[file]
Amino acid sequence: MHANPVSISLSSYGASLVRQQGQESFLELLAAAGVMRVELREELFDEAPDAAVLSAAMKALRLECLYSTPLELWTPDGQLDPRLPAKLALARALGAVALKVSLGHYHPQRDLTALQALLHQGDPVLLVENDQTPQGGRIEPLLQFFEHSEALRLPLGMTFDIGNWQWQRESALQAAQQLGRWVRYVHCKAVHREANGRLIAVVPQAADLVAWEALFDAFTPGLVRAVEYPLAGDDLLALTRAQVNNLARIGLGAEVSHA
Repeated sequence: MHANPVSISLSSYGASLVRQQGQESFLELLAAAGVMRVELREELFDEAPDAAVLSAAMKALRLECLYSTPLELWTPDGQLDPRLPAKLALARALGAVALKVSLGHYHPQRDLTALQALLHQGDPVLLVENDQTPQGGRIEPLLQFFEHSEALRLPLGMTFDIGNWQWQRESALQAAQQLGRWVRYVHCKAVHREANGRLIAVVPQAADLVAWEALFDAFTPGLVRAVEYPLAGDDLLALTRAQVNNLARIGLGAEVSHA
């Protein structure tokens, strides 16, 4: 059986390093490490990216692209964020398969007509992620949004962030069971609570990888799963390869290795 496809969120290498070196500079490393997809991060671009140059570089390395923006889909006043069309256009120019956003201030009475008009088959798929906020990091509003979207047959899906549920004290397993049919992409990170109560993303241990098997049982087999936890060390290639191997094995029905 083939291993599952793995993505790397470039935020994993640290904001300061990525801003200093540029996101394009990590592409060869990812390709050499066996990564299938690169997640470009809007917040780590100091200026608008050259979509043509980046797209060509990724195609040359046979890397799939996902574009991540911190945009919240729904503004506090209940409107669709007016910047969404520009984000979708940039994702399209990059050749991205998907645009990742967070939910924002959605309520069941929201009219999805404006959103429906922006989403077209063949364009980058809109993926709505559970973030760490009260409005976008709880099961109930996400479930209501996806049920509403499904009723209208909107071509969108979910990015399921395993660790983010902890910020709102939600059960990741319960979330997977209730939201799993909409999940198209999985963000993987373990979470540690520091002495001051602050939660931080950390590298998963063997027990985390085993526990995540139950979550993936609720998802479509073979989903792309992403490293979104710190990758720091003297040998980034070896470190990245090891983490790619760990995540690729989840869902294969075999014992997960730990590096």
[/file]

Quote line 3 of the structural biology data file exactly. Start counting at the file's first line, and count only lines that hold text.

């Protein structure tokens, strides 16, 4: 059986390093490490990216692209964020398969007509992620949004962030069971609570990888799963390869290795 496809969120290498070196500079490393997809991060671009140059570089390395923006889909006043069309256009120019956003201030009475008009088959798929906020990091509003979207047959899906549920004290397993049919992409990170109560993303241990098997049982087999936890060390290639191997094995029905 083939291993599952793995993505790397470039935020994993640290904001300061990525801003200093540029996101394009990590592409060869990812390709050499066996990564299938690169997640470009809007917040780590100091200026608008050259979509043509980046797209060509990724195609040359046979890397799939996902574009991540911190945009919240729904503004506090209940409107669709007016910047969404520009984000979708940039994702399209990059050749991205998907645009990742967070939910924002959605309520069941929201009219999805404006959103429906922006989403077209063949364009980058809109993926709505559970973030760490009260409005976008709880099961109930996400479930209501996806049920509403499904009723209208909107071509969108979910990015399921395993660790983010902890910020709102939600059960990741319960979330997977209730939201799993909409999940198209999985963000993987373990979470540690520091002495001051602050939660931080950390590298998963063997027990985390085993526990995540139950979550993936609720998802479509073979989903792309992403490293979104710190990758720091003297040998980034070896470190990245090891983490790619760990995540690729989840869902294969075999014992997960730990590096």